WHEN you sign for a very big club, it can go one of two ways.
You can get lost because you are open-mouthed and starry-eyed.
Or you can have the full support of everyone to make you feel comfortable and you feel part of the company.
Players don’t always make their mark – but you can hardly say that about Andy Robertson.
He has just committed himself to Liverpool for another five years.
It is a fantastic contract for himself, and a brilliant bit of business by the club.
For Andy to be where he was just seven years ago – when he was let go by Celtic – to where he is now, is a classic example to any young footballer that you should never give up and never stop believing.
Indeed, to young players up and down the UK who are freed every year by the big clubs, Andy is a role model.
He has displayed just what can be achieved by hard work, perseverance and dedication.
Oh, and, of course, a wee bit of luck, something that’s required in every walk of life.
When he was released by Celtic, he was snapped up by Queen’s Park. He then moved to Dundee United and on to Hull City in 2014.
Three years later, Jurgen Klopp is signing him for £8 or £9 million.
What a piece of business that’s turned out to be.
That said, the size of the transfer doesn’t matter – it’s about the return you give on the pitch.
His level of consistency has been reflected in this new deal.
It’s a great endorsement of Andy’s ability and just what everyone at the football club thinks of him, from the coaching staff to players such as Virgil van Dijk, James Milner, Jordan Henderson and Mo Salah.
I have to admit I’m delighted to see him commit his future to Liverpool. For me, there are few, if any, better than him in his position.
He has excellent fitness, delivers inviting crosses into the box and gets assists.
But he can also defend at the other end, as you have to be able to do to be playing in the current Liverpool team.
Perhaps Andy’s ability, positional sense and tackling prowess are overlooked because of what he brings in the final third.
But, make no mistake, he is as effective in one half of the pitch as he is in the other.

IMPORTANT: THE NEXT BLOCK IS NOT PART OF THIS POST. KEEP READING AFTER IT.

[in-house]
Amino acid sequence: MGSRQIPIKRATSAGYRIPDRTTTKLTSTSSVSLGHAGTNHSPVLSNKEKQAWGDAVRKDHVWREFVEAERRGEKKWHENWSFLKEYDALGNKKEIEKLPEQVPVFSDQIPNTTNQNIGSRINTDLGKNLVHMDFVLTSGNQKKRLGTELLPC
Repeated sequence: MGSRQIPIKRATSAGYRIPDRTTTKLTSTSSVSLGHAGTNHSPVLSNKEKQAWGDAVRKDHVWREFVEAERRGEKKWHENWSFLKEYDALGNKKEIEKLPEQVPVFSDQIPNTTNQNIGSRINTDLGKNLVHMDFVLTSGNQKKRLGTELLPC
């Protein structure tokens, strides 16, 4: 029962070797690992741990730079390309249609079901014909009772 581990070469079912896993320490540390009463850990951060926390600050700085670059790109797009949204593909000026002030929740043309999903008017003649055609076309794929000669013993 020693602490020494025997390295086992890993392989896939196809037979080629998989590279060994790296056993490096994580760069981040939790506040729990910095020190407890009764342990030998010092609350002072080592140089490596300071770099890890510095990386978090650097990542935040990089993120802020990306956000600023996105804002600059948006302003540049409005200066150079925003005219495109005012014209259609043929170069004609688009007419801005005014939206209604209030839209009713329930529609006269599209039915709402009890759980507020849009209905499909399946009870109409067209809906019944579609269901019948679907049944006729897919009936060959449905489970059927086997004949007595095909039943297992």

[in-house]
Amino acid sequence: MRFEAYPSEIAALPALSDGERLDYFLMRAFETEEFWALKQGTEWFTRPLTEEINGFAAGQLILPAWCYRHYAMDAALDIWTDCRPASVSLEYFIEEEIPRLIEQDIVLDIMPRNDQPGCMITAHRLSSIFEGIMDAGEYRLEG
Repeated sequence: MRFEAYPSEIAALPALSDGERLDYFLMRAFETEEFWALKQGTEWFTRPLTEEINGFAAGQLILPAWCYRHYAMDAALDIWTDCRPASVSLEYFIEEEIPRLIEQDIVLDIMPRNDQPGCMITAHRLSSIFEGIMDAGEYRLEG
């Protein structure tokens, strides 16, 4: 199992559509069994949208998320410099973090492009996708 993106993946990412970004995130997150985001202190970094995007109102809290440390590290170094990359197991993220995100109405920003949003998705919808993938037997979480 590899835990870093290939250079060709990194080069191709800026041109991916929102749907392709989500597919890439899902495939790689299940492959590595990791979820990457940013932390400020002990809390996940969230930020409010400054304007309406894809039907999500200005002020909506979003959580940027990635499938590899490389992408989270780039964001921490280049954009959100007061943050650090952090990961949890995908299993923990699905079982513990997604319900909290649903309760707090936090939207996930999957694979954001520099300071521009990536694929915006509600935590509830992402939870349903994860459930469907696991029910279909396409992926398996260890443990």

What must make it more pleasing for him is the fact that it took a while to get into the Liverpool first-team and make the left-back slot his own.
He played a game here and there after his arrival from Hull City, and one of the games was a 2-0 defeat to Leicester City in the Carabao Cup in September, 2017.
Andy was left out for a few games after that. But he was then given another chance and has never looked back.
Obviously, he deserves credit for that but it also speaks volumes for the Liverpool dressing room and the culture and environment created by the manager.
In some dressing rooms, some players might have looked at Andy and questioned his credentials to be in their company down to his CV before he got to Anfield.
But the Liverpool players welcomed him with open arms and helped him settle in very quickly.
All members of staff would also be doing the same for Andy. They want to see people succeed and thrive.
Andy was welcomed with open arms and he has been a good addition to the dressing room because he is bubbly and lively.
He is a good mixer.
I’d imagine that’s one of the reasons he was made Scotland captain by Alex McLeish.
You don’t need to be Einstein to be a skipper but you do need to be a decent fella – straightforward, honest and trustworthy.
Andy ticks all the boxes, and when you add in his pace, distribution and delivery, you have plenty to smile about.
At 24, has been capped 28 times and is first pick in his position.
It would be a massive shock if he doesn’t get more than 60 caps. But over and above that depends on Andy’s fitness and the success of the team.
Right now, he’ll only be concerned about what’s happening in the here and now and he can be satisfied that he is playing football for the team at the top of the English Premier League.
He receives plenty accolades and nice things are said about him by people in the media and elsewhere.
But the most important thing is that you are appreciated by your own manager, team-mates and supporters.
Andrew is absolutely at Liverpool on merit. He is not being carried by any player or the team. He makes a massive contribution.
Long may it continue and here’s hoping he has silverware with the club to celebrate in May.
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